This isn’t an entirely accurate statement, particularly during the era of Forward Defence in the immediate post-Second World War which saw Australia actively field a range of power projection capabilities, including two aircraft carriers strike groups (with one capable of deployment at any given time), a small fleet of highly capable Oberon Class submarines, a truly immense fleet of strategic bombers immediately post-war, that would then be scaled back to 28 F-111 bombers.
These capabilities supported the Army’s capacity to deploy in support of United Nations operations in Korea, taking a leading role in the Malayan emergency, effectively establishing an Australian strategic umbrella throughout Southeast Asia and across to the British-held islands of Diego Garcia in support of broader US-led efforts to contain the expansion of communism following the fall of China in 1949.
At its core, this strategy of Forward Defence combined elements of traditional power-projection capabilities, combing a degree of mass (especially compared to current personnel fielding) and technological overmatch as a form of deterrence, while leveraging the geographic confines of Southeast Asia and relative isolation from great power friends to defend and promote Australia’s interests in the Indo-Pacific.
In contrast, despite the protestations and rhetoric in the Defence Strategic Review, Carr correctly identifies that this “novel” approach is far from a departure of the Defence of Australia policy in favour of Forward Defence as we would be otherwise led to believe through the concept of “impactful projection”.
Carr states, “The word ‘archipelagic’ is used deliberately here. Australia isn’t trying to defend the entire continent, and nor does it need to. Instead, Australian geography is reconceived as if it is an archipelago of islands to protect and operate from, amid oceans of dirt. The Defence Strategic Review highlights the key ‘nodes’ in this ‘network’ as the ‘Cocos (Keeling) Islands in the northwest, through Royal Australian Air Force (RAAF) bases Learmonth, Curtin, Darwin, Tindal, Scherger and Townsville’. This pattern extends north of our territory, though it’s obvious why the review cannot publicly say so.”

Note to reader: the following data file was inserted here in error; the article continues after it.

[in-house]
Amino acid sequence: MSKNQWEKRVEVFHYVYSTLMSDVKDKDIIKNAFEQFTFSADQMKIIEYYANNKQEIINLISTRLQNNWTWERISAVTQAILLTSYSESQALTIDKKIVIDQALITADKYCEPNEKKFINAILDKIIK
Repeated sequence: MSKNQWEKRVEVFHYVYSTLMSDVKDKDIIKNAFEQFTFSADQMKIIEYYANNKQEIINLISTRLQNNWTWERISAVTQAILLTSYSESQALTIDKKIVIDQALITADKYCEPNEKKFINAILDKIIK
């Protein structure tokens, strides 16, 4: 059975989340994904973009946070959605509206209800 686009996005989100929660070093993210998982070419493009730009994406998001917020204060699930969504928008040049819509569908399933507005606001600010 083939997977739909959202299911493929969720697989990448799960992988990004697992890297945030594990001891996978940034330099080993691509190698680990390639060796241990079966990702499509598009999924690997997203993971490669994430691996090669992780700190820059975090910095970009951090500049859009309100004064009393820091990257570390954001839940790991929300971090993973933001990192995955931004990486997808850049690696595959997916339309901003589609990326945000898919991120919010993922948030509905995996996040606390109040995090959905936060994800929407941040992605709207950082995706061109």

Unpacking this further, Carr adds, “Most of the world’s archipelagic states are in our region, and the ADF will have to be able to operate seamlessly in this zone across sea, air and land (as well as underwater, in cyber space and in outer space) to identify and respond to threats. What matters is not whether we can protect every inch of territory – we can’t in the missile age – but whether we can utilise our advantageous distance, while also maintaining and exploiting the connections between.”
With this understanding, it is easy to see how the doctrine presented in the Defence Strategic Review could be interpreted as a hybrid of the doctrines of “Forward Defence” and “Defence of Australia”, however, without a publicly available force structure to interpret and unpack, it is hard to see how we have any real capacity to deliver on the requirements of either doctrine in their full capacity.
While the language used in the Defence Strategic Review and in shaping the development and implementation of both Forward Defence and Defence of Australia, particularly around the differing concepts of “our immediate region”, the sheer geographic scale of our region, as it is now defined, requires a fundamental overhaul of the Australian Defence Force and our primary area of responsibility.
Carr highlights this, stating, “While Australia’s public debate remains focused on Northeast Asian scenarios (Should we defend Taiwan? Are we trying to strike mainland China?), the meat and potatoes of Australian defence policy is back here in our immediate region. The primary features of the new strategy are a tight focus on our core strategic interests (our geography and people), an ADF redesigned for deterrence and warfare across the archipelagos to our north, and a bold shift to allow the US to project military power from our continent to secure the regional balance.”
Importantly, deferring all capacity to effectively “punch” to forward deployed forces from the United States, leaves Australia incredibly vulnerable in the event of hostilities breaking out in the Indo-Pacific, leaving Australia potentially isolated from our great and powerful friend for even short periods of time.
Despite the nation’s virtually unrivalled wealth of natural resources, agricultural and industrial potential, there is a lack of a cohesive national security strategy integrating the development of individual, yet complementary public policy strategies to support a more robust Australian role in the region.
While contemporary Australia has been far removed from the harsh realities of conflict, with many generations never enduring the reality of rationing for food, energy, medical supplies or luxury goods, and even fewer within modern Australia understanding the socio-political and economic impact such rationing would have on the now world-leading Australian standard of living.
As events continue to unfold throughout the region and China continues to throw its economic, political and strategic weight around, can Australia afford to remain a secondary power, or does it need to embrace a larger, more independent role in an era of increasing great power competition?